Arkansas' Republican Gov. Asa Hutchinson said Sunday that the pro-Trump Jan. 6, 2021, insurrection on Capitol Hill "disqualifies" Donald Trump from winning the 2024 GOP nomination as he considers his own challenge to the former president.
"I do not believe that Donald Trump should be the next president of the United States. I think he's had his opportunity there. I think Jan. 6 really disqualifies him for the future. And so, we move beyond that. And that's what I want to be focused on," Hutchinson, who will soon travel to the early primary state of Iowa, told ABC "This Week" co-anchor Jonathan Karl.
Karl pressed Hutchinson on if that view meant he definitively wouldn't support Trump should Trump emerge as the Republican nominee for the White House in two years.
Hutchinson demurred and only said he would consider the options out of what is likely to be a crowded field.
"I want to see what the alternatives are. And it's premature, Jonathan, to get into what might happen in 2024. That issue will come up. But I want to see everything I can do to make sure there is the alternative and that Donald Trump is not the nominee of the party. That's the first thing, and let's figure out how to do that," Hutchinson said.
His comments come after the House panel investigating the 2021 Capitol attack recently referred criminal charges for Trump and others to the Justice Department over their alleged roles in the violence, including what the committee said was Trump conspiring to defraud the U.S. and aiding the insurrectionists.
Trump has repeatedly said he did nothing wrong and accused the House committee of politically persecuting him.
Hutchinson has consistently said he does not think Trump should be the 2024 nominee but acknowledged in his "This Week" interview that the former president remains the "front-runner," citing recent polling and his name recognition from his celebrity status and four years in the White House.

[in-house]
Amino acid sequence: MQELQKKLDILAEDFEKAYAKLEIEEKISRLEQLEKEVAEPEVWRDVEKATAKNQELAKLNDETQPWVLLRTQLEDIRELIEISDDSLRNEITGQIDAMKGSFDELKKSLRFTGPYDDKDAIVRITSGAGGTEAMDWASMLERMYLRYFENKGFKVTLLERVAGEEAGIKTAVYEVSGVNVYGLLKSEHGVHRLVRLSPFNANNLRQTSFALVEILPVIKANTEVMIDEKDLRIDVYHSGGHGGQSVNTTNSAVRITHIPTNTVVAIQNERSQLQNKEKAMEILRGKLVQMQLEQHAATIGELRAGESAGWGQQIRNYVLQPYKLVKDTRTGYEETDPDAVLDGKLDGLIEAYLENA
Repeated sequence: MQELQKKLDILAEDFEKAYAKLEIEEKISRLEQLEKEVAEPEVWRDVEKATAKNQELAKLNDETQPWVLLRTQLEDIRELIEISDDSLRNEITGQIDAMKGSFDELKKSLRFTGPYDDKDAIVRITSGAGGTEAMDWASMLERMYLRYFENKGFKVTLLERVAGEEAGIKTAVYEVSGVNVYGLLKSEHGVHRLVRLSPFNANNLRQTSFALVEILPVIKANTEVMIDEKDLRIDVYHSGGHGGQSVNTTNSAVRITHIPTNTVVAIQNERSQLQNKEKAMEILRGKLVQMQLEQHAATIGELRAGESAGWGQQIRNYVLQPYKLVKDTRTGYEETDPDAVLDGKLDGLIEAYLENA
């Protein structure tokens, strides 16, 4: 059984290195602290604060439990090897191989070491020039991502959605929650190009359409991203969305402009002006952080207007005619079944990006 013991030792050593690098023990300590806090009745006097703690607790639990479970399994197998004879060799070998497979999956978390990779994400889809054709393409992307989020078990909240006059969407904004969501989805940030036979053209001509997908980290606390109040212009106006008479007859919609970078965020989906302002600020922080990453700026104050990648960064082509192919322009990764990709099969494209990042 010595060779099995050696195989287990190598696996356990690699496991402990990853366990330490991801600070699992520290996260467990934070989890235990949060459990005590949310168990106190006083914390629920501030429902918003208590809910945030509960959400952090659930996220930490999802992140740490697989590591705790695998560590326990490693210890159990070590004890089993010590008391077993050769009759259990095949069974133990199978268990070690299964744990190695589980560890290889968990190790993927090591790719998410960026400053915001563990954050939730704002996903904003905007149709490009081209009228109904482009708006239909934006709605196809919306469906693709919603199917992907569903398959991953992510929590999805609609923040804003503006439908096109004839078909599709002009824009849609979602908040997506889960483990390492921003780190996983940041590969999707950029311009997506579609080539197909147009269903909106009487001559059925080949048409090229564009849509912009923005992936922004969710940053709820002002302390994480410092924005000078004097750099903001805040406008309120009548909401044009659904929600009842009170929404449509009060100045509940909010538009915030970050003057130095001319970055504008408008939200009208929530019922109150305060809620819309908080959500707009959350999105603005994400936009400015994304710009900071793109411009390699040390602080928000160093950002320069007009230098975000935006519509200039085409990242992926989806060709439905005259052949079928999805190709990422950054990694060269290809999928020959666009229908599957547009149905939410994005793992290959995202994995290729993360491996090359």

Still, Hutchinson said he disagrees with considerations by the party to insert a rule into 2024 primary debates binding presidential candidates to support the GOP's ultimate nominee.
"I think it would be a mistake to do that. I think it's obvious that you've got a divided party in the sense that you've got a base of loyal Trump supporters. But you've got what to me is even a larger majority of those that say, 'We want to go a different direction,'" he said.
Hutchinson has strongly suggested that he'll make a run of his own after Trump launched his third presidential campaign in November. But he told Karl that there was nothing to announce yet.
"Obviously, I'm going to Iowa later this month. I'm excited about that. But no decision has been made now. And we can't make a decision until a little bit later. But I want to be a part of the solutions for America," he said.
That vision of problem-solving, he said, was one way other conservatives could differentiate themselves from Trump in the lead-up to the 2024 race.
"He does not define the Republican Party. And we have to have other voices. ... It's an opportunity for other voices to rise that's going to be problem-solving, commonsense conservatives. And they can shape the future of the Republican Party but also provide the right counterbalance to [President Joe] Biden's failed policies. And, to me, that's what we have to do in 2023," Hutchinson said.
Looking ahead to other possible 2024 contenders, Hutchinson said that Trump -- despite his continued popularity within the GOP -- no longer had the appeal of being "new" on the political scene. He argued that Trump's blend of "chaos" and "anger" could be a turnoff.
"That's not a new thing anymore. And so I think people move away from it rather than embrace it," he said.
"You need to have simply a message that's authentic to yourself, a message that is problem-solving and say, 'This is what we need to do as a country.' And that, to me, is the right contrast," he said.
Hutchinson, who served four years in the House before serving in other federal and state roles, also knocked Rep.-elect George Santos, R-N.Y., after it was revealed following Santos' midterm election victory that he fabricated or embellished several parts of his resume and personal life.
"There has to be accountability for that. That is unacceptable. I don't know whether you can go so far as to not seat him but certainly the Ethics Committee should deal with this, and he has to be held accountable for that," Hutchinson said. "That's unacceptable in politics. It breaches the trust between the electorate and their elected official."